Video Guidance: Emergency Preparation, Response, and Recovery
What Can I Do To Prepare For, Respond To, and Recover From An Emergency?
Proper storage is the best defense against disaster. Basements and attics, the most common storage areas in homes, are more likely to experience the effects of a weather emergency. Basements flood and roofs leak.
Audio and video materials should be stored on a climate-controlled floor of your home, in breathable plastic containers, in an area that is not exposed to large swings in temperature. Avoid storing your materials in a non-climate-controlled basement or on the floor where it could be exposed to water. A damp environment may accelerate conditions such as vinegar syndrome or encourage mold growth on the materials. More information on storage can be found on the video storage page.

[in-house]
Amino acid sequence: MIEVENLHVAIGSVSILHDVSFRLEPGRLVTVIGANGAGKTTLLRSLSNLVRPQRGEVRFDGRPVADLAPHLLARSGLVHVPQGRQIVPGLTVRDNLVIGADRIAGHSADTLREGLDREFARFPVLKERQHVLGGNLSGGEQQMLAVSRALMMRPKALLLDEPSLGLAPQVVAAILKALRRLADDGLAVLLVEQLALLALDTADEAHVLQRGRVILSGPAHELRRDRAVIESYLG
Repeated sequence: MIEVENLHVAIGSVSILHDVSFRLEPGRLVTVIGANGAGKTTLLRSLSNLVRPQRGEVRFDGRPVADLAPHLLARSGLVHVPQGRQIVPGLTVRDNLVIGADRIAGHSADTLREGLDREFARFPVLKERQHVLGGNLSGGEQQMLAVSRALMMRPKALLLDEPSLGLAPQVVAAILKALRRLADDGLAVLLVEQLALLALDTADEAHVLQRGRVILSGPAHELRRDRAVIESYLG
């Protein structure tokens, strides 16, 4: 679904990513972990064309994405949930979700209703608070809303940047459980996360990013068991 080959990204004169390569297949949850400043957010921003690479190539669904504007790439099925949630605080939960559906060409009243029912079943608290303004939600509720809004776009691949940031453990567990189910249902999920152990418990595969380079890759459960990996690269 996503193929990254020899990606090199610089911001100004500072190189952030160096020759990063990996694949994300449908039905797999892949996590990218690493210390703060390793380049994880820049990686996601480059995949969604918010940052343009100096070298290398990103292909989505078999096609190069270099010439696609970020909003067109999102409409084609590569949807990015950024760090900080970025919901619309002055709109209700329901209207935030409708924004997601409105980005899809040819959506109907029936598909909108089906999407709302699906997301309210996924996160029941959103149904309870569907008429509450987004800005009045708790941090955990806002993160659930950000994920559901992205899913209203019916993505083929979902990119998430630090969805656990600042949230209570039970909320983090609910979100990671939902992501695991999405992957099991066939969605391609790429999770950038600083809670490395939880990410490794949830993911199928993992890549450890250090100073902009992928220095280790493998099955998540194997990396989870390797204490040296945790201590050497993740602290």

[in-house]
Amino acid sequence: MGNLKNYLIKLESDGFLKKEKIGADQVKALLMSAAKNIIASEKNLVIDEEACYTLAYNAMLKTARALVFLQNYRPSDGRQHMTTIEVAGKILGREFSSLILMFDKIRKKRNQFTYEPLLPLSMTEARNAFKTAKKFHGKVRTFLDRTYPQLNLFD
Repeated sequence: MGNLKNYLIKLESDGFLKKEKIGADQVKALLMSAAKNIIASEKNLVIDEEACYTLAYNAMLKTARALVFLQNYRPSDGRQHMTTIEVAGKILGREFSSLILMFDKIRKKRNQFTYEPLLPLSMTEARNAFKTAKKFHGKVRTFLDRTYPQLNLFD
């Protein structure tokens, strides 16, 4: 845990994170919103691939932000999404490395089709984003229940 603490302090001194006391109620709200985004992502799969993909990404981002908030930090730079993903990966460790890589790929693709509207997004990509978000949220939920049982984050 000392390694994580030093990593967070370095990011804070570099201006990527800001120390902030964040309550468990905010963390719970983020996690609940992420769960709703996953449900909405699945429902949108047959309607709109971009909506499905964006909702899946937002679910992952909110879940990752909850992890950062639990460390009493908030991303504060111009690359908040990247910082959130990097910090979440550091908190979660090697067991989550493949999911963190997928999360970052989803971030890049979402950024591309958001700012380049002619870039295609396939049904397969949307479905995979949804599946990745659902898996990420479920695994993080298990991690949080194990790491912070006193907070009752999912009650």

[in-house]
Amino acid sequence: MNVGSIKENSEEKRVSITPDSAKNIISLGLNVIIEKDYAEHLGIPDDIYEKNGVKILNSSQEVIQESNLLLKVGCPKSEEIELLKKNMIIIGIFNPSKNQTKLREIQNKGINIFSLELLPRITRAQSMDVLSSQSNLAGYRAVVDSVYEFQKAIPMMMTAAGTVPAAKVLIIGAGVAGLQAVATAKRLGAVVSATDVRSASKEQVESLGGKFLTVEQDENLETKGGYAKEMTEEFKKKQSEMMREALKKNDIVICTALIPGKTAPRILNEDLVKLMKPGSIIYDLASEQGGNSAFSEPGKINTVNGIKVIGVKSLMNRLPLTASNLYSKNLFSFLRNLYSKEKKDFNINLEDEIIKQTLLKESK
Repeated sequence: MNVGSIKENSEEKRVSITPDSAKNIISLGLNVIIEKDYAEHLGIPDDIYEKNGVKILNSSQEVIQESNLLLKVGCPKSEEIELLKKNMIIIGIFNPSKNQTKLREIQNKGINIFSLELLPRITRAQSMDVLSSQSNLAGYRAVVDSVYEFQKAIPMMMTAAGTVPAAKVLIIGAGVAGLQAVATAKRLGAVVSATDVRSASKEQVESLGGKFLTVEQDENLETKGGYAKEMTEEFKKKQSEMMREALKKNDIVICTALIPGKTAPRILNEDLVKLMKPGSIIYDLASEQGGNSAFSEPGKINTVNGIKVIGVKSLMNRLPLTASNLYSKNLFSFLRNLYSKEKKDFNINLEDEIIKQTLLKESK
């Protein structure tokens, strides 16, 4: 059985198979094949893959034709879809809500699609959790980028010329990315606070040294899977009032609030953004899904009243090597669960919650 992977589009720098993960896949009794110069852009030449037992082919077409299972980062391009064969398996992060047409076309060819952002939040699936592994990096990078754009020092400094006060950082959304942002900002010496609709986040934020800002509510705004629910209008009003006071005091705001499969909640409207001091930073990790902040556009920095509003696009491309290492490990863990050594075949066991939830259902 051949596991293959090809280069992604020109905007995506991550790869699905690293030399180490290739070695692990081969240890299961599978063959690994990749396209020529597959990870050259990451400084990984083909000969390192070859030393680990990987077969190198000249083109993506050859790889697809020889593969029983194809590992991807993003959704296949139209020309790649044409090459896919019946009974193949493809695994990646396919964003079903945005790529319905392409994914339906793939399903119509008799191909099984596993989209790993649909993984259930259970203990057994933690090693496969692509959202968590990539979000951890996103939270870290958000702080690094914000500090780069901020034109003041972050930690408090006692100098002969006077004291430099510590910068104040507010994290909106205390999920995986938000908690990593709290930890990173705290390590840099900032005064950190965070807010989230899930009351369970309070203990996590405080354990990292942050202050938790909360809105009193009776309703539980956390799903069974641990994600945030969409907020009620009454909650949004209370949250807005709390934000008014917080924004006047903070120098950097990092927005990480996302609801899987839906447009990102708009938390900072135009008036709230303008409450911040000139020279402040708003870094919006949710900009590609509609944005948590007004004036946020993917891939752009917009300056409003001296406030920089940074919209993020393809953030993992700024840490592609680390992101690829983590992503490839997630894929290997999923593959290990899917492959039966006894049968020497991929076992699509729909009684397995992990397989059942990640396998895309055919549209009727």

Quick Tips for Disaster Recovery
Should a disaster occur, how you best respond will depend on the type of media. Below are links to recovery and response methods from Preservation Programs at the National Archives and Records Administration (NARA) for common audio and video media types, and a link to general information.
- Emergency Recovery and Response: Magnetic Tapes (Audio, Video and Data Storage)
- Emergency Recovery and Response: Optical Media CD/DVD
- Emergency Recovery and Response: Electronic Media - Hard Drives
- Records Emergency Information - General Public
- Emergency Preparedness From NARA
- Disaster Response and Recovery From NARA
- Damage Mitigation and Recovery, Magnetic Media From NARA
- Salvage At A Glance, Part II: Non-Paper Based Archival Collections From the National Park Service
- First Aid for Water Damage From the National Film and Sound Archive (Australia)
- First Aid for Fire Damage From the National Film and Sound Archive (Australia)